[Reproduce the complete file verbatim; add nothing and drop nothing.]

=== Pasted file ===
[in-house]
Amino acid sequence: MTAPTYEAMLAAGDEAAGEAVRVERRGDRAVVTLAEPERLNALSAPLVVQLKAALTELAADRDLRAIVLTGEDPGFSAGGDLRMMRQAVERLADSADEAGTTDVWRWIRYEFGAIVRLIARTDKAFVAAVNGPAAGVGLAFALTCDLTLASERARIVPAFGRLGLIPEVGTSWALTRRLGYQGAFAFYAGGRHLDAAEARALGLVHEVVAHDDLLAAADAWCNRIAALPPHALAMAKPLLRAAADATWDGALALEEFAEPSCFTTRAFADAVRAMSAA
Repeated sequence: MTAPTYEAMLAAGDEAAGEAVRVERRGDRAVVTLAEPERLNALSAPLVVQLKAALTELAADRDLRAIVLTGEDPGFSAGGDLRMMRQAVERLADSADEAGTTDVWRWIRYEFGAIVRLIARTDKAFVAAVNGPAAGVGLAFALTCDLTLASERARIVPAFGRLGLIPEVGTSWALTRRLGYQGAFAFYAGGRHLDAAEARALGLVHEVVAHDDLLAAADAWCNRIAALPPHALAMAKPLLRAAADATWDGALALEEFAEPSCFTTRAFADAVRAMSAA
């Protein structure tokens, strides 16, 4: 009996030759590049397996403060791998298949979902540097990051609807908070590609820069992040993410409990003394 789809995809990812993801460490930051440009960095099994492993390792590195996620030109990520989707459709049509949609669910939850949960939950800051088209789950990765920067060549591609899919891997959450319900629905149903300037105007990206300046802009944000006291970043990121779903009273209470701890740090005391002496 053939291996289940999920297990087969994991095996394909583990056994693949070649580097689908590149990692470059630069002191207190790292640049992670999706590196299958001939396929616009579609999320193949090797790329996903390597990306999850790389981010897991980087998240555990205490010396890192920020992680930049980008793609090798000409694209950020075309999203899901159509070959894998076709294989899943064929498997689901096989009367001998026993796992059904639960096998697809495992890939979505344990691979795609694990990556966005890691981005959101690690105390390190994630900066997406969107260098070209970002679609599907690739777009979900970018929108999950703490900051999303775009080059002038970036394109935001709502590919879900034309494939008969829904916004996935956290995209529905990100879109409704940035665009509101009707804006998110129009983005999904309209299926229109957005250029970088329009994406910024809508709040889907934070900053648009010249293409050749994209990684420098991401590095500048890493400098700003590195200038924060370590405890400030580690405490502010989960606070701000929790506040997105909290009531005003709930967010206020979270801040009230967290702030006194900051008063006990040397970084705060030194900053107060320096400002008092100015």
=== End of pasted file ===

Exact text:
[in-house]
Amino acid sequence: MTAPTYEAMLAAGDEAAGEAVRVERRGDRAVVTLAEPERLNALSAPLVVQLKAALTELAADRDLRAIVLTGEDPGFSAGGDLRMMRQAVERLADSADEAGTTDVWRWIRYEFGAIVRLIARTDKAFVAAVNGPAAGVGLAFALTCDLTLASERARIVPAFGRLGLIPEVGTSWALTRRLGYQGAFAFYAGGRHLDAAEARALGLVHEVVAHDDLLAAADAWCNRIAALPPHALAMAKPLLRAAADATWDGALALEEFAEPSCFTTRAFADAVRAMSAA
Repeated sequence: MTAPTYEAMLAAGDEAAGEAVRVERRGDRAVVTLAEPERLNALSAPLVVQLKAALTELAADRDLRAIVLTGEDPGFSAGGDLRMMRQAVERLADSADEAGTTDVWRWIRYEFGAIVRLIARTDKAFVAAVNGPAAGVGLAFALTCDLTLASERARIVPAFGRLGLIPEVGTSWALTRRLGYQGAFAFYAGGRHLDAAEARALGLVHEVVAHDDLLAAADAWCNRIAALPPHALAMAKPLLRAAADATWDGALALEEFAEPSCFTTRAFADAVRAMSAA
């Protein structure tokens, strides 16, 4: 009996030759590049397996403060791998298949979902540097990051609807908070590609820069992040993410409990003394 789809995809990812993801460490930051440009960095099994492993390792590195996620030109990520989707459709049509949609669910939850949960939950800051088209789950990765920067060549591609899919891997959450319900629905149903300037105007990206300046802009944000006291970043990121779903009273209470701890740090005391002496 053939291996289940999920297990087969994991095996394909583990056994693949070649580097689908590149990692470059630069002191207190790292640049992670999706590196299958001939396929616009579609999320193949090797790329996903390597990306999850790389981010897991980087998240555990205490010396890192920020992680930049980008793609090798000409694209950020075309999203899901159509070959894998076709294989899943064929498997689901096989009367001998026993796992059904639960096998697809495992890939979505344990691979795609694990990556966005890691981005959101690690105390390190994630900066997406969107260098070209970002679609599907690739777009979900970018929108999950703490900051999303775009080059002038970036394109935001709502590919879900034309494939008969829904916004996935956290995209529905990100879109409704940035665009509101009707804006998110129009983005999904309209299926229109957005250029970088329009994406910024809508709040889907934070900053648009010249293409050749994209990684420098991401590095500048890493400098700003590195200038924060370590405890400030580690405490502010989960606070701000929790506040997105909290009531005003709930967010206020979270801040009230967290702030006194900051008063006990040397970084705060030194900053107060320096400002008092100015």